The Lindau Nobel Laureate Meetings will participate in the American Association for the Advancement of Science (AAAS) 2017 Annual Meeting, which takes place from 16 – 20 February in Boston, MA. Every year, excellent young scientists congregate with Nobel Laureates in Lindau, Germany, for a week of scientific exchange.
During this year’s AAAS Meeting, entitled “Serving Society through Science Policy”, the organisers of the Lindau Nobel Laureate Meetings will exhibit at booth No. 916 in the Hynes Convention Center. Here, young scientists can find out how to participate in the Lindau Meetings.
Furthermore, representatives of universities and other science and research institutions may learn more about the global academic partner network, and journalists will find detailed information on covering the meeting.
The Lindau Nobel Laureate Meetings will co-exhibit with the Heidelberg Laureate Forum Foundation, which hosts an annual meeting of laureates of the Abel Prize, the ACM A.M. Turing Award, the ACM Prize in Computing, the Fields Medal and the Nevanlinna Prize. Both organisations share the common aim of bringing together the most acclaimed scientists in their disciplines with the most talented young academics from all over the world.
Panel Discussion: 18 February at 03:00 pm
On Saturday, the Lindau Nobel Laureate Meetings and the Heidelberg Laureate Forum Foundation (HLFF) will host a panel discussion entitled “Science Policy and Science Diplomacy: Intergenerational Dialogue” in room 208 of the Hynes Convention Center. The participants will include Nobel Laureate Eric Maskin, ACM A.M. Turing Award Winner John Hopcroft, ERC President Jean-Pierre Bourguignon as well as Lindau alumnus Gunes Parlakgul and HLF alumna Kristina Mallory.
In 2017, two Lindau Meetings will take place:
67th Lindau Nobel Laureate Meeting
The 67th Lindau Meeting will focus on chemistry and will take place from 25 – 30 June 2017. Thus far, 30 Nobel laureates as well as Ahmet Üzümcü, Director General of the Organization for the Prohibition of Chemical Weapons (OPCW) and Joseph Sifakis, recipient of the 2007 ACM A.M. Turing Award, have confirmed their participation. The meeting will also host about 400 young scientists from around 80 countries.
6th Lindau Meeting on Economic Sciences
The Lindau Meeting on Economic Sciences will take place from 22 – 26 August 2017. For this meeting, 21 Nobel Laureates are expected to participate. In Lindau on Lake Constance, they will meet 400 young economists from all over the world.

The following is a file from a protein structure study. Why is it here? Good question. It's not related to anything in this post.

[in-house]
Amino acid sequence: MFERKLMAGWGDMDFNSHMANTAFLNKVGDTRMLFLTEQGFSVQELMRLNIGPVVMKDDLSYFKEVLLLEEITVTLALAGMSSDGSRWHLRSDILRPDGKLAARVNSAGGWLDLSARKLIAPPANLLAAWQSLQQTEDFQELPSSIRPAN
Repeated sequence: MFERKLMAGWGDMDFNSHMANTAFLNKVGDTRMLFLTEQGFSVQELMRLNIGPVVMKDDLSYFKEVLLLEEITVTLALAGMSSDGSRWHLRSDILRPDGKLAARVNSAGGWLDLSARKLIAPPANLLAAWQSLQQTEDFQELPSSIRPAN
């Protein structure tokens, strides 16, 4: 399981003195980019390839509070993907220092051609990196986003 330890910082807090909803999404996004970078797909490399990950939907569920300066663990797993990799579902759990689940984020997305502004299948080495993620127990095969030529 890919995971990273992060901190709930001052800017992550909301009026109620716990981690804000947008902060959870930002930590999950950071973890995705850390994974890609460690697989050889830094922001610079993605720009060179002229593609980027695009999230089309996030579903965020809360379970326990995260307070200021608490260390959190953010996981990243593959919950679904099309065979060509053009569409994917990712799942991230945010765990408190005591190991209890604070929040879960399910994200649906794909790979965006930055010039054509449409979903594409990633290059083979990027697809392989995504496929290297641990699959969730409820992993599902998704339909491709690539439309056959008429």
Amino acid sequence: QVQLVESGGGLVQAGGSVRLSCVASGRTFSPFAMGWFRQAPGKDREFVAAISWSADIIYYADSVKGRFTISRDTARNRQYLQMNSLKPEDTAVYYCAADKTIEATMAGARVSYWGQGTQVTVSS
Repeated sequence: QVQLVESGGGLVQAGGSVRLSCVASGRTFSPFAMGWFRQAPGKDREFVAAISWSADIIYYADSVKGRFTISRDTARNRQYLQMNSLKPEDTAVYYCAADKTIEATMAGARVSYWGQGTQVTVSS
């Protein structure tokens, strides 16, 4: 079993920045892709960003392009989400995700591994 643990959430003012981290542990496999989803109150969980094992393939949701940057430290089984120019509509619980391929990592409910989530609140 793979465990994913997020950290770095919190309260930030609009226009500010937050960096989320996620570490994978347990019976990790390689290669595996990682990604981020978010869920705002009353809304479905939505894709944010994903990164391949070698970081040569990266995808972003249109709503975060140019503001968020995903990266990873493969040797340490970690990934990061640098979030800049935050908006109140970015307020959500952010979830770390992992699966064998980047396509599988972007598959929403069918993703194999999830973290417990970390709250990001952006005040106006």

Gero von der Stein | idw - Informationsdienst Wissenschaft
Ecology Across Borders: International conference brings together 1,500 ecologists
15.11.2017 | Gesellschaft für Ökologie e.V.
Road into laboratory: Users discuss biaxial fatigue-testing for car and truck wheel
15.11.2017 | Fraunhofer-Institut für Betriebsfestigkeit und Systemzuverlässigkeit LBF
The formation of stars in distant galaxies is still largely unexplored. For the first time, astron-omers at the University of Geneva have now been able to closely observe a star system six billion light-years away. In doing so, they are confirming earlier simulations made by the University of Zurich. One special effect is made possible by the multiple reflections of images that run through the cosmos like a snake.
Today, astronomers have a pretty accurate idea of how stars were formed in the recent cosmic past. But do these laws also apply to older galaxies? For around a...
Just because someone is smart and well-motivated doesn't mean he or she can learn the visual skills needed to excel at tasks like matching fingerprints, interpreting medical X-rays, keeping track of aircraft on radar displays or forensic face matching.
That is the implication of a new study which shows for the first time that there is a broad range of differences in people's visual ability and that these...
Computer Tomography (CT) is a standard procedure in hospitals, but so far, the technology has not been suitable for imaging extremely small objects. In PNAS, a team from the Technical University of Munich (TUM) describes a Nano-CT device that creates three-dimensional x-ray images at resolutions up to 100 nanometers. The first test application: Together with colleagues from the University of Kassel and Helmholtz-Zentrum Geesthacht the researchers analyzed the locomotory system of a velvet worm.
During a CT analysis, the object under investigation is x-rayed and a detector measures the respective amount of radiation absorbed from various angles....
The quantum world is fragile; error correction codes are needed to protect the information stored in a quantum object from the deteriorating effects of noise. Quantum physicists in Innsbruck have developed a protocol to pass quantum information between differently encoded building blocks of a future quantum computer, such as processors and memories. Scientists may use this protocol in the future to build a data bus for quantum computers. The researchers have published their work in the journal Nature Communications.
Future quantum computers will be able to solve problems where conventional computers fail today. We are still far away from any large-scale implementation,...
Pillared graphene would transfer heat better if the theoretical material had a few asymmetric junctions that caused wrinkles, according to Rice University...
15.11.2017 | Event News
15.11.2017 | Event News
30.10.2017 | Event News
20.11.2017 | Life Sciences
20.11.2017 | Materials Sciences
20.11.2017 | Life Sciences